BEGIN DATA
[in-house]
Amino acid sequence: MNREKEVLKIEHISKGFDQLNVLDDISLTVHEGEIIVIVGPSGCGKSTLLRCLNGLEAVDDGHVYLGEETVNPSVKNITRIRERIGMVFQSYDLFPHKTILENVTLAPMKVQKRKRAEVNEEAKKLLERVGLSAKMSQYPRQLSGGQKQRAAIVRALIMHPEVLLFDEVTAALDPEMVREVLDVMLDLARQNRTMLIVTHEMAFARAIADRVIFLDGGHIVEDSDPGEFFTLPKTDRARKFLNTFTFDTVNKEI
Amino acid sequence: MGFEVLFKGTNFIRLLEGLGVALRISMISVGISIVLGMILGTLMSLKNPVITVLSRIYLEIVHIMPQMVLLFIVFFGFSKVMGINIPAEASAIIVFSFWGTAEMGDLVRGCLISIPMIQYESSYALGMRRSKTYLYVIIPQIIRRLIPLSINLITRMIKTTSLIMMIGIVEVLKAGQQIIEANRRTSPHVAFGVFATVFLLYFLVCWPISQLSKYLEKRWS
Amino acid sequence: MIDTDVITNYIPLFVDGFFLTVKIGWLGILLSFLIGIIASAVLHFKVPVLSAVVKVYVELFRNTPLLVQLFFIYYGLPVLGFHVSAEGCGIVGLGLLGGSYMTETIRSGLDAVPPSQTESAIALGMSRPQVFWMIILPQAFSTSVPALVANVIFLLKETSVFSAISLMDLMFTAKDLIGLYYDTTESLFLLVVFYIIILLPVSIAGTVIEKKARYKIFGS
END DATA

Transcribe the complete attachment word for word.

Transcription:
[in-house]
Amino acid sequence: MNREKEVLKIEHISKGFDQLNVLDDISLTVHEGEIIVIVGPSGCGKSTLLRCLNGLEAVDDGHVYLGEETVNPSVKNITRIRERIGMVFQSYDLFPHKTILENVTLAPMKVQKRKRAEVNEEAKKLLERVGLSAKMSQYPRQLSGGQKQRAAIVRALIMHPEVLLFDEVTAALDPEMVREVLDVMLDLARQNRTMLIVTHEMAFARAIADRVIFLDGGHIVEDSDPGEFFTLPKTDRARKFLNTFTFDTVNKEI
Amino acid sequence: MGFEVLFKGTNFIRLLEGLGVALRISMISVGISIVLGMILGTLMSLKNPVITVLSRIYLEIVHIMPQMVLLFIVFFGFSKVMGINIPAEASAIIVFSFWGTAEMGDLVRGCLISIPMIQYESSYALGMRRSKTYLYVIIPQIIRRLIPLSINLITRMIKTTSLIMMIGIVEVLKAGQQIIEANRRTSPHVAFGVFATVFLLYFLVCWPISQLSKYLEKRWS
Amino acid sequence: MIDTDVITNYIPLFVDGFFLTVKIGWLGILLSFLIGIIASAVLHFKVPVLSAVVKVYVELFRNTPLLVQLFFIYYGLPVLGFHVSAEGCGIVGLGLLGGSYMTETIRSGLDAVPPSQTESAIALGMSRPQVFWMIILPQAFSTSVPALVANVIFLLKETSVFSAISLMDLMFTAKDLIGLYYDTTESLFLLVVFYIIILLPVSIAGTVIEKKARYKIFGS